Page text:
Storytelling really is the here and now; content is prevalent – as a creative agency, how do you define a good story?
A good story is one that you remember. It's one that changes your perspective. One that makes you feel. It's not always big production or crazy tricks (although sometimes that does help), it's usually simple, and will stay with you long after you look away from the screen or put down your phone.
As a production company, you have worked across the glamourous and the dirty – do you say no to work that doesn’t sit with your creative / values?
We have a set of rules that help us make these decisions, but in truth, it's really about what makes you proud - will the final piece make you excited when you put your name to it? This, more than anything, seems to be a marker of what is a good choice or not, and it's a hard lesson to learn. But if you believe in the work and believe in the people you are making it with - you will always get to the right answer eventually. And if not, you always learn more from a bad job than a good one.
Has Covid made life difficult for you working between multi-city offices?
As a business that started cloud-native, we were pretty lucky when it came to working effectively in the pandemic from an organisational perspective. We were able to pivot our work environment with relative ease. Yes, we spent more time on calls and had fewer drawings on the whiteboard, but it worked pretty well overall. More remote shoots, fewer people on set. Interestingly, we were able to leverage this to our benefit - we have shot remotely on every continent this year. I can't help but think that would not have happened if 2020/21 were just like any other years.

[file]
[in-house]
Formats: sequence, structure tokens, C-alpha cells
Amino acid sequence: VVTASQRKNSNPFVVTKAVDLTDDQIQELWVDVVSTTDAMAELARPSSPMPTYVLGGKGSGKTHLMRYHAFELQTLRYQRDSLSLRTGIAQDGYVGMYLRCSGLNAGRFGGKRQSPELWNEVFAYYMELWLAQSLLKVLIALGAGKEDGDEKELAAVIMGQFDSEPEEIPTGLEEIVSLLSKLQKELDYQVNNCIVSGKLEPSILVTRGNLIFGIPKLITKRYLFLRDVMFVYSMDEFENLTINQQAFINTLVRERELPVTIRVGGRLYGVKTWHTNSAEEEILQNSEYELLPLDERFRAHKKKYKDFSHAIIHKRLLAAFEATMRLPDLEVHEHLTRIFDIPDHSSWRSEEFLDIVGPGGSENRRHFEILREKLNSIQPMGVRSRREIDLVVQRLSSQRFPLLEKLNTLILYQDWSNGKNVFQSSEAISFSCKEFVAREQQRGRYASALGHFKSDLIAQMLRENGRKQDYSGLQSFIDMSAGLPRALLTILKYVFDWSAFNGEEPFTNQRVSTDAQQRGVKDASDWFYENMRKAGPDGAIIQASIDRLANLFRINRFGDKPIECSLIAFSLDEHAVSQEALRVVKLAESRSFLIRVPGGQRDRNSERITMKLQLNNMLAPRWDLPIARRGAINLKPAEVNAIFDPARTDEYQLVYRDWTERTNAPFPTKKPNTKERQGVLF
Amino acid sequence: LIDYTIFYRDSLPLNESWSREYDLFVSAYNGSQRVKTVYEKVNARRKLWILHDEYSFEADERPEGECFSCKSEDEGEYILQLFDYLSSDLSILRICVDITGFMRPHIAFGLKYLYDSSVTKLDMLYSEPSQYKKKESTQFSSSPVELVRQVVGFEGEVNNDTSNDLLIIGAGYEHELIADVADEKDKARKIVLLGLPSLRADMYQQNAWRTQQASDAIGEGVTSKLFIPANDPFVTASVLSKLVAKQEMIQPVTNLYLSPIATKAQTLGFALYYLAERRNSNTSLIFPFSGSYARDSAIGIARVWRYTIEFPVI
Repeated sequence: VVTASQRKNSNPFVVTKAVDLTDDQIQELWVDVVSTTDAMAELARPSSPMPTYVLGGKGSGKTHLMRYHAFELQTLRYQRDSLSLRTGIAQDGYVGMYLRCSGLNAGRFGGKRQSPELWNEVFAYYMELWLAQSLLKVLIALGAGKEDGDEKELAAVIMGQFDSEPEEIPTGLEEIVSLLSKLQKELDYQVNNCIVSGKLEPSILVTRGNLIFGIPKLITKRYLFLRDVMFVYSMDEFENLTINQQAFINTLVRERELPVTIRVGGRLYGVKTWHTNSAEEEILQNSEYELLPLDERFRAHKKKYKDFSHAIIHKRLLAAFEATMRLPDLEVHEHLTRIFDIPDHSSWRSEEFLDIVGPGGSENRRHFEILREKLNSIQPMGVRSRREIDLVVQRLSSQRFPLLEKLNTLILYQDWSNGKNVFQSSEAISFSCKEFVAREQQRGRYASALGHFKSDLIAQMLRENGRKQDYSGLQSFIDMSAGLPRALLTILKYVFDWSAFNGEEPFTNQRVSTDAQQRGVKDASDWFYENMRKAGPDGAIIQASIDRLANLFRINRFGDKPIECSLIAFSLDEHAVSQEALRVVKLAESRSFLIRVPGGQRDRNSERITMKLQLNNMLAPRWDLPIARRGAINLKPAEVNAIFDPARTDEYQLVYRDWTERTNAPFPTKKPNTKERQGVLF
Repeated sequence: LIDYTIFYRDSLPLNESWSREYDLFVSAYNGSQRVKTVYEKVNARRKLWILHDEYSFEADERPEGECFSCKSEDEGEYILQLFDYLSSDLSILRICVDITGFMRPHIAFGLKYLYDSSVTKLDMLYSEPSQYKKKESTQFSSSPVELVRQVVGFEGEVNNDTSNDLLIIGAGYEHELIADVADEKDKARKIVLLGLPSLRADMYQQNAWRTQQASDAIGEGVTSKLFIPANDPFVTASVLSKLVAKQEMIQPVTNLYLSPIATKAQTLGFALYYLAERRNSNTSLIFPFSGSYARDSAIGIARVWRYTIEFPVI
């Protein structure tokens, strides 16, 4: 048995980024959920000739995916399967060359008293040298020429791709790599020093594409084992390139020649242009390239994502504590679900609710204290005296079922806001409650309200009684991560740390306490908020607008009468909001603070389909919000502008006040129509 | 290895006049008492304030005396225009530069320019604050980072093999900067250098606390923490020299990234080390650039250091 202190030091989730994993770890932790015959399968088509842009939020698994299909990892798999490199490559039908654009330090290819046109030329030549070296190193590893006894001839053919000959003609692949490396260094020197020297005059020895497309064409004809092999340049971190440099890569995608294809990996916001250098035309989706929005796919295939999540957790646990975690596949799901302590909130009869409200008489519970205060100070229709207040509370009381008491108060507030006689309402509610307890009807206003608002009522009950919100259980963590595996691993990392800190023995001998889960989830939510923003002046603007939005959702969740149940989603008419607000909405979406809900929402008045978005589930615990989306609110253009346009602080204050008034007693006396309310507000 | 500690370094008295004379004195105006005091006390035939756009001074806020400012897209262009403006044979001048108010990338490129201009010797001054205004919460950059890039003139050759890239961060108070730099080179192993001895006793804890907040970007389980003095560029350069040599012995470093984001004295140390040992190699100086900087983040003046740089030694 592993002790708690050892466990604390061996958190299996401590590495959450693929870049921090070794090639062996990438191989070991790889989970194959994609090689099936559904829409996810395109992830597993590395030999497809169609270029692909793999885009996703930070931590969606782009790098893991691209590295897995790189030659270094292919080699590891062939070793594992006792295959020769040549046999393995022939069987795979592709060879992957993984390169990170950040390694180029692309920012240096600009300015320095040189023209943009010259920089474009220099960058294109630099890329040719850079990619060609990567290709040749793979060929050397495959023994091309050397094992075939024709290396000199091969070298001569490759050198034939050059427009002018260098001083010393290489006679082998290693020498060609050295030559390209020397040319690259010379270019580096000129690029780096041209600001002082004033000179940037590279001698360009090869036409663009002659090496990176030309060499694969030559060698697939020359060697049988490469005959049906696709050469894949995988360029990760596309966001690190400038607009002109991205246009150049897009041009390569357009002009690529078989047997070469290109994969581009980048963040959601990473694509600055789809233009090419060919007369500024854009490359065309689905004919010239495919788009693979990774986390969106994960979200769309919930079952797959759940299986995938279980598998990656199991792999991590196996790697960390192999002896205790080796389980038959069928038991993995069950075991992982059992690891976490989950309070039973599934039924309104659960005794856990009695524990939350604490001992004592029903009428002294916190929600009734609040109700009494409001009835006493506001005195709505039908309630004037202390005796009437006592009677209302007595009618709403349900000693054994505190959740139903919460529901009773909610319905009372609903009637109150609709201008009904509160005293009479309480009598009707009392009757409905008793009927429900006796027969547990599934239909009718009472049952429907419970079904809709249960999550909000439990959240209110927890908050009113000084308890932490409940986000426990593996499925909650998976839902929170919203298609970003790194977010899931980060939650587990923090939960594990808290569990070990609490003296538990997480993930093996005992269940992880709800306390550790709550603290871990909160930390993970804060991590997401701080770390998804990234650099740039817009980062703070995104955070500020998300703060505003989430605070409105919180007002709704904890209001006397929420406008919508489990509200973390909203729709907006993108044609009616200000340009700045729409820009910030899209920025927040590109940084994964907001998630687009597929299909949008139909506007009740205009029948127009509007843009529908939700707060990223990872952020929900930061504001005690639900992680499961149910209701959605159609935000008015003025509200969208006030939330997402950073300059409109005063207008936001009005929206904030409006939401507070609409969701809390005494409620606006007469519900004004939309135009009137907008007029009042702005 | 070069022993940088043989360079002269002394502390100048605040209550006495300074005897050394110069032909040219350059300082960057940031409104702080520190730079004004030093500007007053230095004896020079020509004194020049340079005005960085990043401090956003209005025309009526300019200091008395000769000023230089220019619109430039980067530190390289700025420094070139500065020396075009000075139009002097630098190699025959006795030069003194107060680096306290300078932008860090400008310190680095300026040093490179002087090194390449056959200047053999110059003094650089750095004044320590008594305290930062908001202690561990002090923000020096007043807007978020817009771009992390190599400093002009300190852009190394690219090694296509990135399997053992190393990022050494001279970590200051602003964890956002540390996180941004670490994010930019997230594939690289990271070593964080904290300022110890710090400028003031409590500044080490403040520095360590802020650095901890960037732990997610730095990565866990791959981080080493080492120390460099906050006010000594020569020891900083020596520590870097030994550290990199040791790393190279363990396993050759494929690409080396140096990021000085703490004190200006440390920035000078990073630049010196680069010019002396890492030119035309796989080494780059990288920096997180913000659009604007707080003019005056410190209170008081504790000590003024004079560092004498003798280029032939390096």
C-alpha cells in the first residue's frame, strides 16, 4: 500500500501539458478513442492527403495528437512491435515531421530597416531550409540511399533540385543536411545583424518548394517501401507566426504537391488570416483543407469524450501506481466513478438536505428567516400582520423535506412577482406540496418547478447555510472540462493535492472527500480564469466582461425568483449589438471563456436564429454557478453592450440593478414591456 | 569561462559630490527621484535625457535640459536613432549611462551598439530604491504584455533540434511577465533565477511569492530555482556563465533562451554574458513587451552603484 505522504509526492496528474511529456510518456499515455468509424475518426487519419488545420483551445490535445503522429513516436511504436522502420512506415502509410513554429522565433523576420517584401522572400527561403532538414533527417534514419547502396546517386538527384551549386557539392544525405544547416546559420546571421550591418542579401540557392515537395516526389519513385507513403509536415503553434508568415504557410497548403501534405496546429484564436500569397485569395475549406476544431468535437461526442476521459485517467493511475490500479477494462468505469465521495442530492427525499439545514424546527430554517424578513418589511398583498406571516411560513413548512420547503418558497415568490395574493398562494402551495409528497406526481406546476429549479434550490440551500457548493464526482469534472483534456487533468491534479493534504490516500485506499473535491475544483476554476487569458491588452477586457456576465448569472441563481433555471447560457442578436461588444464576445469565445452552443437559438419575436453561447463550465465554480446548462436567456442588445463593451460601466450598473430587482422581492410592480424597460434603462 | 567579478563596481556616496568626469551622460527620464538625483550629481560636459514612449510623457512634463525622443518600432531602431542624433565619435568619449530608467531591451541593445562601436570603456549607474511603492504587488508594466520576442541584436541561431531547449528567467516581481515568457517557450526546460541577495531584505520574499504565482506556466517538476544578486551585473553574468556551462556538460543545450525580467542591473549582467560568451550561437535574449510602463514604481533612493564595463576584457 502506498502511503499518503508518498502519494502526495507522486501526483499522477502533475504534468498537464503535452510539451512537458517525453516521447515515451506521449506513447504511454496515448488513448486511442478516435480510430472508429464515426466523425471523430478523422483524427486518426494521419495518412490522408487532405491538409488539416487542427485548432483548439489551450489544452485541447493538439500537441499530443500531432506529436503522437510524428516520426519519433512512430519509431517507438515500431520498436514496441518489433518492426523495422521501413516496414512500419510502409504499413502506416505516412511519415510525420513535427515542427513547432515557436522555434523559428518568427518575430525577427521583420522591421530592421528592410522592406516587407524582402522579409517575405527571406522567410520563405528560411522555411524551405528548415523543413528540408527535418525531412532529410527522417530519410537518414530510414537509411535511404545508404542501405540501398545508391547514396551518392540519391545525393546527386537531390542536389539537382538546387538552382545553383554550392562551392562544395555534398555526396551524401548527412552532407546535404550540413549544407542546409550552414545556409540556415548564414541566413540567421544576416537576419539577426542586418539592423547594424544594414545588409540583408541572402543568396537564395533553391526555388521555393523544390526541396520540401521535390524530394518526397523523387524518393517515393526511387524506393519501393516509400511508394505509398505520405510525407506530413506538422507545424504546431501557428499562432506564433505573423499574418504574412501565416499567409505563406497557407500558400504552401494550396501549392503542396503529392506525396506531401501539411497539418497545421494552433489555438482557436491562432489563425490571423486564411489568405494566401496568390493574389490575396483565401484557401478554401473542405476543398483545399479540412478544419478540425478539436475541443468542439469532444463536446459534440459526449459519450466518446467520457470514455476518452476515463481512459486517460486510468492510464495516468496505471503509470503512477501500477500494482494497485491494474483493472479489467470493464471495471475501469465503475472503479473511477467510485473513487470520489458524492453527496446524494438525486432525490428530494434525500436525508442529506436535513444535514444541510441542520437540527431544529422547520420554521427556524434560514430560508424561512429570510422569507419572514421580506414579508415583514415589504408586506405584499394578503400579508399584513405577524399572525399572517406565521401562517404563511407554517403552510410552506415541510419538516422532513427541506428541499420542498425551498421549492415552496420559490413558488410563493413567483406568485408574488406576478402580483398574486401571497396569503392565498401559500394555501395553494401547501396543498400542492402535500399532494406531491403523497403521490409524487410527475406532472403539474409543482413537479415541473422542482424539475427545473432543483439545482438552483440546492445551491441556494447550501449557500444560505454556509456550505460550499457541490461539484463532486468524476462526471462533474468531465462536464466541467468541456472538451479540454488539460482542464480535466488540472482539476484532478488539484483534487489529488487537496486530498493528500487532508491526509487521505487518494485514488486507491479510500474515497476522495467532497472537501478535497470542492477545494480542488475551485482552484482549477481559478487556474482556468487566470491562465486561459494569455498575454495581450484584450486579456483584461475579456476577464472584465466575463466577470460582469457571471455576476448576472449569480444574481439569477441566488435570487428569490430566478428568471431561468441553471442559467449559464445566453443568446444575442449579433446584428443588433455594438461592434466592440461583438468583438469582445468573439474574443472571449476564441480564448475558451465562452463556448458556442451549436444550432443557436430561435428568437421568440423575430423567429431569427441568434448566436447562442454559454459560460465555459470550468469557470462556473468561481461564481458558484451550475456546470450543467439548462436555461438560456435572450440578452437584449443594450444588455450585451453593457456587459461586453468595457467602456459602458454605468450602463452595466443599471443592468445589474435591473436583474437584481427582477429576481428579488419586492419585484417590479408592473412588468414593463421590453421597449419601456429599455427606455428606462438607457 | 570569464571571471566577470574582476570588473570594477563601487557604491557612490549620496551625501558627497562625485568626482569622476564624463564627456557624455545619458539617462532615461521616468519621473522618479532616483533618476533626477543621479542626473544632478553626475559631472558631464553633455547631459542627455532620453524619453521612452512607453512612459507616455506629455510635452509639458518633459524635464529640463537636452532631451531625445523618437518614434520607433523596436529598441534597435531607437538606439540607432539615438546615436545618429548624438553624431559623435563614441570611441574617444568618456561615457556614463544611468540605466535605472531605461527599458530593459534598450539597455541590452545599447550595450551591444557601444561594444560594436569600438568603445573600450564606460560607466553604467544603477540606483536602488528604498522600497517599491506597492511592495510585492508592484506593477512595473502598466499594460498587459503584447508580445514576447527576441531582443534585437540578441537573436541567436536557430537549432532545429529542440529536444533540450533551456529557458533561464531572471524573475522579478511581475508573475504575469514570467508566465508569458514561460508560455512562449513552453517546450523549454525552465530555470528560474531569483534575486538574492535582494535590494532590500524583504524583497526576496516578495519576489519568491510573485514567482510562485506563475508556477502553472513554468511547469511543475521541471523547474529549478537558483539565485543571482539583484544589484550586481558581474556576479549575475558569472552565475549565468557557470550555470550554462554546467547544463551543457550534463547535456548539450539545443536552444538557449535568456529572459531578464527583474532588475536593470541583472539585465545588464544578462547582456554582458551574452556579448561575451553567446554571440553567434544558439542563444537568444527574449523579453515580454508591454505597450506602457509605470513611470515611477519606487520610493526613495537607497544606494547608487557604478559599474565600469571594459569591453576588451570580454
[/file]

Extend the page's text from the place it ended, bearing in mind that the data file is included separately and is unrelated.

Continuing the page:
However, people wise we faced the same challenges as every business. I believe that our whole team's work to keep our community strong was the real determiner of our success. The level of care and compassion that is present in our interpersonal relationships with our Entropico team means the world to me.
Entropico is defined by the people that work here, and without them, we would not be anything like the company that we are today.
Let’s talk about talent – do you have your main core team working in Sydney?
Our core Australian team is in Sydney. We have around 35 full timers in our office (or at their homes) and then another 5 in LA and SF.
Do you find there is a good supply of talent within Australia to cover your staffing requirements?
I am hugely excited about the talent coming up through the ranks (sometimes just like how we did) - Directors, Animators, Producers, Editors, DOPs, all with outsized talents and a hunger to make great work. Sydney and Australia have an amazingly bright future if they have anything to do with it.
What would be your dream project?
I think the answer to this is actually Entropico - I am so excited to see what the whole team and all our collaborators will be able to make in the next year, next 5, next 10. I literally can not wait.